As a nutrition coach, you got into this business because you want to help people. In dealing with all types of people, you’ve probably thought about how you may have clients just quit on you. But you’ve probably never imagined that you would have to terminate clients. It sounds crazy even thinking about it, right? But if you’ve found yourself with a client that brings more trouble to the table, then it may be time to evaluate if you should terminate the relationship. In this post we’ll discuss some tips to combat difficult clients and when to determine if you need to terminate them for your own sake.
Before we get started, though, allow me to introduce myself for those of you who are new around here!
My name is Tony Stephan, and I’m a dietitian business coach. I help RDs make more IMPACT and more INCOME through nutrition coaching. Before becoming a dietitian business coach and real estate investor, I was a dietitian nutrition coach. I served thousands of nutrition coaching clients over a time span of 12 years. My successful nutrition coaching business is what led me to where I am today with more impact to create and more businesses to build! Now, let’s discuss some of the most common reasons you may need to terminate certain difficult clients.
Why You May Need To Terminate Clients
It may not feel right just having the thought of terminating a client. But if they’re causing you more trouble or negatively affecting your mental health and wellbeing, then it may be the most appropriate thing for both parties involved to end the coach/client relationship. At that point the money just isn’t worth it. After all, your mental health and wellbeing is crucial in order to provide high quality services to clients in your nutrition coaching business.
4 Types of Clients To Terminate
The consistent non-payer
This client is consistently late with their payments. They may owe you money from months before, and perhaps you even feel like a bill collector at this point! The non-payer may also try to negotiate discounts frequently yet still take advantage of your nutrition coaching services. If your client’s lack of payment has become a burden to you and your business, it may very well be time to end that relationship.
The energy-drainer says and does things that drain too much energy from you. It may be difficult to put a finger on exactly what it is, but you might also feel more anxious to hop on a call with them versus any other client. Afterwards, you’re probably feeling exhausted, irritable, or unmotivated. It’s true that nutrition coaching can require a lot out of you. Food, health, and fitness can get very personal after all — I get that. But if a client has you feeling tired, worn out, and potentially burnt out after every session, it’s likely not worth the time and energy to continue coaching them.
Before terminating this relationship, though, try to identify what it is that’s leaving you feeling drained. This takes some self-evaluation. If you’re responding to their emails and private messages 24/7, set clearer boundaries. If this doesn’t help, or if the client doesn’t learn to respect those boundaries after being asked to, then it would make sense to terminate the client.
Does your client always put things off? Do they frequently reschedule sessions or fill out forms at the last possible hour week after week? This type of client may also refuse to believe that their behavior is an issue. Well, procrastinators may not value your nutrition coaching services as much.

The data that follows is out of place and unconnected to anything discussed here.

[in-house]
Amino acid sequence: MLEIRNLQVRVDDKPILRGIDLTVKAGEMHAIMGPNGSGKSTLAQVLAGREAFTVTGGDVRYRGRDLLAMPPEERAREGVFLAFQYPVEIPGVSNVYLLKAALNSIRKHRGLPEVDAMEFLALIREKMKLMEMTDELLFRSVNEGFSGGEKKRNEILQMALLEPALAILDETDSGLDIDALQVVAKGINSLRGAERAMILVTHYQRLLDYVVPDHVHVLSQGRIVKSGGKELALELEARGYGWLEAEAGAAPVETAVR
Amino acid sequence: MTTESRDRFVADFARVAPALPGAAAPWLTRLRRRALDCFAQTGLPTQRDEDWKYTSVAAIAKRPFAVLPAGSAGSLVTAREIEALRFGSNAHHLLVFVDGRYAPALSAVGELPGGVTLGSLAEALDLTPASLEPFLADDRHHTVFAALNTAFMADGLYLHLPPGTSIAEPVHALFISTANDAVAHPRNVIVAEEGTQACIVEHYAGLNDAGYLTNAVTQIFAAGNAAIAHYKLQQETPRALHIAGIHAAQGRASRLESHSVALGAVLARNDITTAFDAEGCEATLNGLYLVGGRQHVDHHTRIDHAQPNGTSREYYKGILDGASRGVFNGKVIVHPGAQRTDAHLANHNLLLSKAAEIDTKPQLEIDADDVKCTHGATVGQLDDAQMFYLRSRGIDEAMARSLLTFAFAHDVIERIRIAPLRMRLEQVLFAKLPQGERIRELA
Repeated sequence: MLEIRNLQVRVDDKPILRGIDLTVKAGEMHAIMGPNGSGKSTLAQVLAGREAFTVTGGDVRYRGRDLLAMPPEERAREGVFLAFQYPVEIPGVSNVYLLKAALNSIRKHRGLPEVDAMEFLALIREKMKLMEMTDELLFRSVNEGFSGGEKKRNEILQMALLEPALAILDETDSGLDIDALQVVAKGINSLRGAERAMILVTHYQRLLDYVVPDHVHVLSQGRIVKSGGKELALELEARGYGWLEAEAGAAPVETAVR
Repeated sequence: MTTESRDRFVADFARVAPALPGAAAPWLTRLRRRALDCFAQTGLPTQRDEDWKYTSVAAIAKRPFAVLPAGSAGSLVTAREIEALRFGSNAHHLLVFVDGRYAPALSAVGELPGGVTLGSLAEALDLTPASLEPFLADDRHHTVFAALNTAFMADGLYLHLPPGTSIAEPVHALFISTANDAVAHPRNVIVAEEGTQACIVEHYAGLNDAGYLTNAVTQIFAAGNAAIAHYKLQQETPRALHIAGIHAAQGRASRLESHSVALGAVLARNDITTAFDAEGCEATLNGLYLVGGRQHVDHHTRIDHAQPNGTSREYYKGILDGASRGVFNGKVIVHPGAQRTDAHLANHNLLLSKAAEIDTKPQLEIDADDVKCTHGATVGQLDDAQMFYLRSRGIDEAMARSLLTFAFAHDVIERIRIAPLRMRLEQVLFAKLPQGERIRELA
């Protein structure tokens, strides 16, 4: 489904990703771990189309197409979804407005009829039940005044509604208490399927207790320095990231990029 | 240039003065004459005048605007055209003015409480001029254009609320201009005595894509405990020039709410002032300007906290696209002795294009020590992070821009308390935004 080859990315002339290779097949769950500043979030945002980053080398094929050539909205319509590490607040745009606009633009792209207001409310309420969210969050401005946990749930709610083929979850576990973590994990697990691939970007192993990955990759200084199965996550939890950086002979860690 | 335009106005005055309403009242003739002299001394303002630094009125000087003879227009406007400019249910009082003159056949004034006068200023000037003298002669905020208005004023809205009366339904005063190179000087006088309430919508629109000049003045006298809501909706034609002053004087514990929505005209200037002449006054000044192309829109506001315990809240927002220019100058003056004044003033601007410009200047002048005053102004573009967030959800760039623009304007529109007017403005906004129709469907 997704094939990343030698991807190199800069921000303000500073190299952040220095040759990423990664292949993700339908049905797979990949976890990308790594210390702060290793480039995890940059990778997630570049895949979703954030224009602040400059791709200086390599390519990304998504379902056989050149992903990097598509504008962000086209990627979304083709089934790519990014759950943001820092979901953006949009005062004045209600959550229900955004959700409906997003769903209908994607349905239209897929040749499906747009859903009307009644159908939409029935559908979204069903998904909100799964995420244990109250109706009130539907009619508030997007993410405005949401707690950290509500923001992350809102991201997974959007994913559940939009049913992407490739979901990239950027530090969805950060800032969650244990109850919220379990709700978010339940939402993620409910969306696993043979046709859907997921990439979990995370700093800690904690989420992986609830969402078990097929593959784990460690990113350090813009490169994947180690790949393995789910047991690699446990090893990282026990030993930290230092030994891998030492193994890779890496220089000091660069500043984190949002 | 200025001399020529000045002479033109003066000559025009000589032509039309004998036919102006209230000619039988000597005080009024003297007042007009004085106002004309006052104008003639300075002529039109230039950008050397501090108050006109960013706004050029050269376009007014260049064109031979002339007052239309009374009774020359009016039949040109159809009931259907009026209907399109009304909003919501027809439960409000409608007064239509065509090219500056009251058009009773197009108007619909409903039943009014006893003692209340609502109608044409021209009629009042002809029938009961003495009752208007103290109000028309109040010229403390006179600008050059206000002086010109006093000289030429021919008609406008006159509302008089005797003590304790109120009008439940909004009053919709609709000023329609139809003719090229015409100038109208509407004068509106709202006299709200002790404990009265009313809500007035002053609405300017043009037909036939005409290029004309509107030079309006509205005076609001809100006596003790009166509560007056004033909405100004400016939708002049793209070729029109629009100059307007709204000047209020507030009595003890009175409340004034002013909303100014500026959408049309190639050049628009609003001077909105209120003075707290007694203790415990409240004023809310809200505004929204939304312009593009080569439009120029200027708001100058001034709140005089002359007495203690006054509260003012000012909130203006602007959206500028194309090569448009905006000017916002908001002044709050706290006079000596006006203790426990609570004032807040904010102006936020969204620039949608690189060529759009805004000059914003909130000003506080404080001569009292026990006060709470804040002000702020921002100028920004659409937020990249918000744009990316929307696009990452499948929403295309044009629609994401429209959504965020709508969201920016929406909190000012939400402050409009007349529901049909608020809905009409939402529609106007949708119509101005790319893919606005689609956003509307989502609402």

Before abruptly terminating the client/coach relationship, try to get to the bottom of why they are procrastinating. Are they not being transparent about the other things going on in their life? If your client isn’t open to making changes or even accepting the fact that their behavior has been problematic, then it may be best to terminate the client.
Does a client do or say things that cross professional or personal boundaries? Or do they say things that often make you uncomfortable? I’d encourage some self-evaluation to make sure you’ve set clear coach/client boundaries and expectations. It’s also helpful to determine your own threshold of dealing with comments that cross the line, both in a professional and personal sense.
When it comes to comments that challenge your professional expertise, we should welcome feedback and criticism. However, clients shouldn’t be making snide comments as if they are the coach or nutrition expert in the relationship. While nutrition is a science, people can have strong personal beliefs about food or health that aren’t necessarily rooted in science or evidence. It’s still our job to hear them out!
When it comes to personal comments that cross the line, even in the online setting, trust your gut and speak up. If you’re unsure of what to do or how to handle the situation, seek advice from a trusted mentor, colleague or friend.
The Takeaway On Needing To Terminate Clients
As an online nutrition coach, you want to help everyone you possibly can. I get it because I was the same way! But you also have to recognize when clients are more toxic for you and your business and when it’s most appropriate to let them go. Once you’ve read through this post, send me an email at firstname.lastname@example.org. Seriously — I WANT to hear from you!
- Was this helpful?
- What follow up questions do you have about difficult clients and knowing when the time is right to end the client/coach relationship? My team and I would love to help!
If you’re a dietitian looking to start your own nutrition coaching business, you’re in the right place. I’m proud to be a part of the movement of dietitian entrepreneurs who are making more IMPACT and more INCOME! Check out some of our free resources below!